Friday, 31 October 2014

Hauntings in the Garden: Be-Witching Halloween

The Hauntings in the Garden anthology is an excellent way to study the variations in length, story style and genre you can fit into a short novella.
The next step is to plan your own.

Outline Your Novella

An Internet search will produce hundreds of documents, all aimed at helping you outline a novel. I spent years following the 
Snowflake Method. It is thorough, effective, and works, but in order to produce a novella in a limited time, I felt the need of a simpler step-by-step plan.

Searching for this article I found the helpful resources page from annie neugebauer and liked the pared-down novel help sheets as they outline the steps to take one by one.

I have never been able to master the ups and down of story arcs, the graphs, the long explanations. I just want to get on with the writing but I needed a flexible plan to keep me on track for the days I get stuck. No, it's not writer's block. I just write myself into a hole that I can't dig my way out of :-)

Thursday, 30 October 2014

Hauntings in the Garden:Brighten Your Blog

And for Day 5 in the Hauntings in the Garden series of posts featuring the nine mini-novellas from The Wild Rose Press, an unfriendly ghost is all set to make an appearance.

Award-winning author Alicia Dean is the motivating force behind this series of Hauntings in the Garden posts. This is her first ever ghost story and it's a cracker

A year after her husband’s death, Emily Tillman is ready to start dating again, and hopefully, find what she’s always wanted—marriage and children. But the man who broke her heart five years ago is back. And he’s anything but the marrying kind.

Confirmed bachelor Reese Caster is perfectly content with his life—and he’s finally over Emily, the one woman who almost made him commit. Now, his world is rocked when her dead husband shows up, demanding that Reese pursue Emily to keep her out of the clutches of her latest suitor—a jerk who is only after her money.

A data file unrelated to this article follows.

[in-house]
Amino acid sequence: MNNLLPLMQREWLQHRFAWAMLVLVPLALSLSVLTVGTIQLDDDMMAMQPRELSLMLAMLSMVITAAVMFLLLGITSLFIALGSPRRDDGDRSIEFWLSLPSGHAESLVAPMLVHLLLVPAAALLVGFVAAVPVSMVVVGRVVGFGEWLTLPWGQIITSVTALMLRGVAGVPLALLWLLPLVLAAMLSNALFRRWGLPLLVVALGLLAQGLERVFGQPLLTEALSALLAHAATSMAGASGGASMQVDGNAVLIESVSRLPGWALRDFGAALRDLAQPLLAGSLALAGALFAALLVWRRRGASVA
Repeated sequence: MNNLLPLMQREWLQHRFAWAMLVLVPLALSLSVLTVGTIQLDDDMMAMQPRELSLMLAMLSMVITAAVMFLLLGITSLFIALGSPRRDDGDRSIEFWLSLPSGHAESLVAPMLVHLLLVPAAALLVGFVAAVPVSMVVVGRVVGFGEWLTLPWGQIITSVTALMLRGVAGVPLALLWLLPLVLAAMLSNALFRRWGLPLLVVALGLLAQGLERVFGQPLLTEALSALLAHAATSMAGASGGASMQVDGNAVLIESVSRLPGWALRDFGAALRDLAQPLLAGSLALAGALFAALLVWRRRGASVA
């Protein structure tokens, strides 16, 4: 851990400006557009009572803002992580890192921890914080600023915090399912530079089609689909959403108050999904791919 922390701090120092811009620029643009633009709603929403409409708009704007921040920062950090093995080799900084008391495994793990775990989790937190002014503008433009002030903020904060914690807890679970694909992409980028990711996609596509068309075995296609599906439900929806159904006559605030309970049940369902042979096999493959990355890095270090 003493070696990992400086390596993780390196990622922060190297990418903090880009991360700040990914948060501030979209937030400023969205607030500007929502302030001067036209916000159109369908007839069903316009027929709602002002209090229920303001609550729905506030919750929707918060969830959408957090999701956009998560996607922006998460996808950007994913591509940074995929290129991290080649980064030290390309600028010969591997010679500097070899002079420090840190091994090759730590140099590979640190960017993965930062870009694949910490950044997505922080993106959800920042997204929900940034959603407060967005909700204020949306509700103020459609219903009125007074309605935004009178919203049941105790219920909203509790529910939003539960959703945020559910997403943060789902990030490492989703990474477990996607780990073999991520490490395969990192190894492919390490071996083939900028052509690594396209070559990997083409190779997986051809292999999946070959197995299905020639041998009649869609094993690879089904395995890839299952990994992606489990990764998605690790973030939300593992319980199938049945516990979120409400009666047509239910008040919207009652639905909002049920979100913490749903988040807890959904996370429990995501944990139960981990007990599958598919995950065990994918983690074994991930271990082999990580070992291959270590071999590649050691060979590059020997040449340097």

Being around Emily again has made Reese reconsider his bachelor life style. But now that the threat of the other man is gone, the pesky ghost wants Reese to break things off. Can he and Emily find the love they were denied, or will the ghost of her dead husband destroy their chances?
Rating: Sensual
Page Count: 67
Word Count: 15385
978-1-62830-569-2 Digital

Find more about Alicia and the other stories and authors at her website, and read her take on the books in the series with fun facts about authors in her blog here

Using the Hauntings in the Garden banner for this series has given me a taste for brightening my blogger headings by using more banners.
To brighten your own blog, have a look at The Cutest Blog on the Block, where I found the heading for this post, and browse its selection of goodies for Blogger, Twitter, Facebook and WordPress. A helpful tutorial section has guides to improving and personalizing the appearance of your blog.